Tuesday 23rd October 2018

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Posts tagged ‘new brunswick’

Cross-country events mark Investor Education Month

October 2nd, 2018

by Greg Klein | October 2, 2018

Following the ounce-of-prevention principle, securities commissions across Canada plan a number of initiatives to encourage smarter, safer investment strategies. A month of events begins with World Investor Week, in which Canadian regulators join the International Organization of Securities Commissions from October 1 to 7. Here’s an outline of this country’s events from province to province.

British Columbia
The B.C. Securities Commission will release new research on millennials this month, along with new tools to help people understand their investment returns. The BCSC also plans design updates to InvestRight.org to improve its efficacy.

Cross-country events mark Investor Education Month

Alberta
A digital education campaign called Spot the Odd will raise awareness of the Alberta Securities Commission’s free resources as well as encourage financial literacy and fraud awareness. A number of activities across the province will include Don’t Get Tricked, to be held in Calgary on October 17.  The ASC provides other resources on CheckFirst.ca.  

Saskatchewan
The province’s Financial and Consumer Affairs Authority has a cryptocurrency awareness campaign slated for Facebook, Twitter, the FCAA website and YouTube. In addition, businesses planning to use cryptocurrencies are invited to discuss their project with the FCAA to learn whether it falls under securities legislation.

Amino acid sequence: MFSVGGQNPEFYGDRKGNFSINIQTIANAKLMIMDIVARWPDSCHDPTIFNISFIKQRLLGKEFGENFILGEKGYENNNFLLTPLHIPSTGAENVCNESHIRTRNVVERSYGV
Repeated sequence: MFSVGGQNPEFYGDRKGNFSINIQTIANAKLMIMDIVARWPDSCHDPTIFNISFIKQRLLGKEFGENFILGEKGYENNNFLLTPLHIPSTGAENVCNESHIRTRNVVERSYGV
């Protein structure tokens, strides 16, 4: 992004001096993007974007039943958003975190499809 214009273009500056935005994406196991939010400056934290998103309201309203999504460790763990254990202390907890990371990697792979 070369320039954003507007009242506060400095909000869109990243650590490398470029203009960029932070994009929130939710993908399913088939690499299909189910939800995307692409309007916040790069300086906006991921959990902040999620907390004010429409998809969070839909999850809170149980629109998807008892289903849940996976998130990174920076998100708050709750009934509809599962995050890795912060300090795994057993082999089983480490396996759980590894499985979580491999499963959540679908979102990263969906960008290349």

Manitoba
The Manitoba Securities Commission will formally launch MoneySmartManitoba.ca to promote financial literacy and planning. The MSC will also take to the Twittersphere with news, tips and strategies for investors.

Ontario
The Ontario Securities Commission plans social media chats on Twitter and Facebook with the hashtag #IEM2018. The OSC also hosts GetSmarterAboutMoney.ca, plans a telephone townhall for October 10, presents public events around the province with OSC in the Community and further encourages awareness through an investor newsletter.

Participating in World Investor Week helps promote investor education and protection both locally and globally.—Tyler Fleming,
Ontario Securities Commission

Quebec
L’Autorité des marchés financiers will release results of its fourth Financial Awareness Index, measuring the public’s knowledge and use of financial products and services. The AMF will also present the third edition of its Talking Money in Class! contest for high school teachers and take part in the Quebec Seniors’ Fair.

New Brunswick